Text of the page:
It’s difficult to overstate COVID-19’s impact on the health-care industry. These changes vary dramatically among individual entities, meaning that there is no one-size-fits-all approach to auditing them. The audit risks vary widely.
Any health-care entity audit should start with a client meeting that covers several COVID-19 variables. They should include whether the client received federal funding, related financial statement implications, remote work arrangements and any furloughs or layoffs.
Here are major considerations to keep in mind during your audits.
Impact of federal relief funds
Most health-care entities received federal funding under the CARES Act, such as funding from the U.S. Department of Health and Human Services (HHS) Provider Relief Fund (PRF) program. It is important to understand and stay up to date on the audit requirements associated with new federal funding, as well as any potential accounting and compliance-related implications. This will involve reviewing the terms and conditions of awards and guidance documents posted on federal agency websites, which are regularly updated and revised. A document on the AICPA Governmental Audit Quality Center (GAQC) website identifies new CARES Act federal programs and details whether they are subject to single audits. The document also provides links to relevant agency guidance postings.
At many organizations, accounting employees are working remotely, while others have been laid off or furloughed. Health-care entities are no exception. As a result, longstanding internal control policies may look significantly different than they did a year ago. For example, you may see segregation-of-duties issues for the first time. Auditors must understand the system of controls in place for the entire period, including any changes, and identify areas of heightened risk.
Certain nuances of relief funding — such as lost revenue, a new concept under the PRF program — have created accounting challenges in the health-care industry. Updates and revisions of relevant federal guidance that clients have relied upon to make accounting decisions exacerbate the challenges.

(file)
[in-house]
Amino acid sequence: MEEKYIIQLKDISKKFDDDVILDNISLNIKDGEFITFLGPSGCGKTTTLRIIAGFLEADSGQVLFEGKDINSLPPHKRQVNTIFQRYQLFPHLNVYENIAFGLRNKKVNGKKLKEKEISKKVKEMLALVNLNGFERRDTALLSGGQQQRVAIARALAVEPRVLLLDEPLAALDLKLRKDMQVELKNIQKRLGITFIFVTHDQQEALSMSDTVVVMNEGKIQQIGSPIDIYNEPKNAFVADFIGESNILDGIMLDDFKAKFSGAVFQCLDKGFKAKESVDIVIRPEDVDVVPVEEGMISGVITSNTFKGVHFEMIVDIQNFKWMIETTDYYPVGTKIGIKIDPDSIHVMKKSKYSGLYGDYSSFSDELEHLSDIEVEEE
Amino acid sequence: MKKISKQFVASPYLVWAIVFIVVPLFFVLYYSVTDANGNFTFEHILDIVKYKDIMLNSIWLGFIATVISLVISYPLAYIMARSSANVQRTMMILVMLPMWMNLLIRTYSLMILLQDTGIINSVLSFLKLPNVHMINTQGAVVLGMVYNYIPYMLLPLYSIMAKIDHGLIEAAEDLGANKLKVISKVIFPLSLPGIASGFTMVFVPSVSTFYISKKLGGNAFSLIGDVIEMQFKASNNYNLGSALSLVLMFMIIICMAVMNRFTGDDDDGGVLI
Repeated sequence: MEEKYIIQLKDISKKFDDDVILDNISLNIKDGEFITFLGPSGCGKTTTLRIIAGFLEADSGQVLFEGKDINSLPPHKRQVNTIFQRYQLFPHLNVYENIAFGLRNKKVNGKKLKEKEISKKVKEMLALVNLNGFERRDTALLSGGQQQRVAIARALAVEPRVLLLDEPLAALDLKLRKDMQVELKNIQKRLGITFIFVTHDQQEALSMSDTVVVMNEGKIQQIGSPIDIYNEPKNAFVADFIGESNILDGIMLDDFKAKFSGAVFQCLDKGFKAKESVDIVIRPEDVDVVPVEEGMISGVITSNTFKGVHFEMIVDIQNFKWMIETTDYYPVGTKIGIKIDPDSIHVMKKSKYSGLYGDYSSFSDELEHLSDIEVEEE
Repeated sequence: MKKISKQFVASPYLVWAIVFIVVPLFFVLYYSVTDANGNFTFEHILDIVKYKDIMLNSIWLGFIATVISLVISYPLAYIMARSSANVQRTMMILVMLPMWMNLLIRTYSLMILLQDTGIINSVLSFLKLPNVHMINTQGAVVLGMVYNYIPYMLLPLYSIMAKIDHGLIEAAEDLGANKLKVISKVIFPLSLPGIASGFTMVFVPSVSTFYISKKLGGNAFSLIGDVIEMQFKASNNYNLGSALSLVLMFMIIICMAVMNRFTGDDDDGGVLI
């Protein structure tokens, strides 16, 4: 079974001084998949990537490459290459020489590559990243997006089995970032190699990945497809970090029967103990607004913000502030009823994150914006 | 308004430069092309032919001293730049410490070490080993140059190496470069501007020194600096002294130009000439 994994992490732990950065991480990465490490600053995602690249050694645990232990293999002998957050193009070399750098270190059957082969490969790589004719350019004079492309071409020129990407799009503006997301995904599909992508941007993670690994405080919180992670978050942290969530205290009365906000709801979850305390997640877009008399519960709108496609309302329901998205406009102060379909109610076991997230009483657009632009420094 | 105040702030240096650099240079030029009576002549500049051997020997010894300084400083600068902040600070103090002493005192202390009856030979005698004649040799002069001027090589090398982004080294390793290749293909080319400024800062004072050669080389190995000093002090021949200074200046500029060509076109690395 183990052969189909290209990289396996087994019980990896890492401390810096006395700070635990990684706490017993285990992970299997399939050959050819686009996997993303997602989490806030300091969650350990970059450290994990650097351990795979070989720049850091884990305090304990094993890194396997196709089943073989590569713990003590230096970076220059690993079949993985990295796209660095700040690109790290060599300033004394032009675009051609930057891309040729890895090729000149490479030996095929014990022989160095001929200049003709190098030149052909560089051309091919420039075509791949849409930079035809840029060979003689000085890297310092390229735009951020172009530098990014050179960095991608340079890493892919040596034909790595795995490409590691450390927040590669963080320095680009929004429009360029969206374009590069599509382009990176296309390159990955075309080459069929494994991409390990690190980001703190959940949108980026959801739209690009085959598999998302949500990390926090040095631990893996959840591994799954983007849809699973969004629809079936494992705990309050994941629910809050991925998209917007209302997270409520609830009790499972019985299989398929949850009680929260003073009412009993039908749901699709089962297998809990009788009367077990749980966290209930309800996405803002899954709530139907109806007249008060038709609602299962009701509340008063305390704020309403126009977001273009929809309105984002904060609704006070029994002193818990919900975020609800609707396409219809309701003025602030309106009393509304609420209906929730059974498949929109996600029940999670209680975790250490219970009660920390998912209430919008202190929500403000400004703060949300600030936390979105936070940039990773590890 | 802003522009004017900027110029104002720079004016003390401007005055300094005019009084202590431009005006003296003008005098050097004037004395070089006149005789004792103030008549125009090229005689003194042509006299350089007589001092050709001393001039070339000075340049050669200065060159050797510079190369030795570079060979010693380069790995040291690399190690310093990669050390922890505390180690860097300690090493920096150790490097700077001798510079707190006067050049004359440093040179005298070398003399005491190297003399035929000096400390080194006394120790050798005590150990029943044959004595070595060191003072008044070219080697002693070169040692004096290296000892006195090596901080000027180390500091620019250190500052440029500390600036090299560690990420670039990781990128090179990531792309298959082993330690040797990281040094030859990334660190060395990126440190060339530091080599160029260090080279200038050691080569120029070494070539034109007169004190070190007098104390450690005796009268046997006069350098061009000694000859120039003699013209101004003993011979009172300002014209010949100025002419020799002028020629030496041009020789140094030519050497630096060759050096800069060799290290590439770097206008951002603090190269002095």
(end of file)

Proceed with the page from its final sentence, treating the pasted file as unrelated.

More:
The AICPA’s Health Care Expert Panel developed a series of Technical Questions and Answers, CARES Act Provisions Specific to Health Care Entities, that discuss accounting matters for nongovernmental health-care entities. The Governmental Accounting Standards Board issued Technical Bulletin 2020-1, Accounting and Financial Reporting Issues Related to the CARES Act and Coronavirus Diseases, to provide accounting guidance for governmental entities. As things evolve, you should also keep an eye out for any new accounting releases.
Uncertainty and new audit requirements
Many health-care clients receiving HHS funding of $750,000 or more will be subject to single audit requirements, perhaps for the first time. This will also trigger a requirement for the financial statements to be performed under Government Auditing Standards. The U.S. Office of Management and Budget (OMB) is expected to issue an addendum to the 2020 Compliance Supplement by late November, which will include federal expectations for single audits of new CARES programs, including the PRF program. This delay in audit guidance has kept many single audits on hold because of the uncertainty of what the guidance will include.
For auditors with limited or no experience performing single audits, consider referring a portion of the audit to another firm that has the requisite competencies. The AICPA Peer Review Program has a searchable database of subject-matter experts who can help. Otherwise, auditors must gain the needed competencies quickly. The GAQC has posted a no-CPE archive of a single audit fundamentals series of webcasts, and the AICPA periodically offers this series for CPE. The AICPA has many other single audit training programs that can assist.
As the pandemic’s economic impact evolves, the available information and policies may shift. As it relates to the PRF program, refer to this HHS guidance and periodically check the broader HHS PRF webpage.
There are also helpful resources from the AICPA:
A recent Journal of Accountancy article on performing single audits during the pandemic offers other best practice tips.
Be sure to monitor these resources regularly, as they may be updated.
These are unprecedented times, and there will be many audit challenges. We owe it to our health-care clients to help them navigate this landscape by staying as informed and up to date as possible.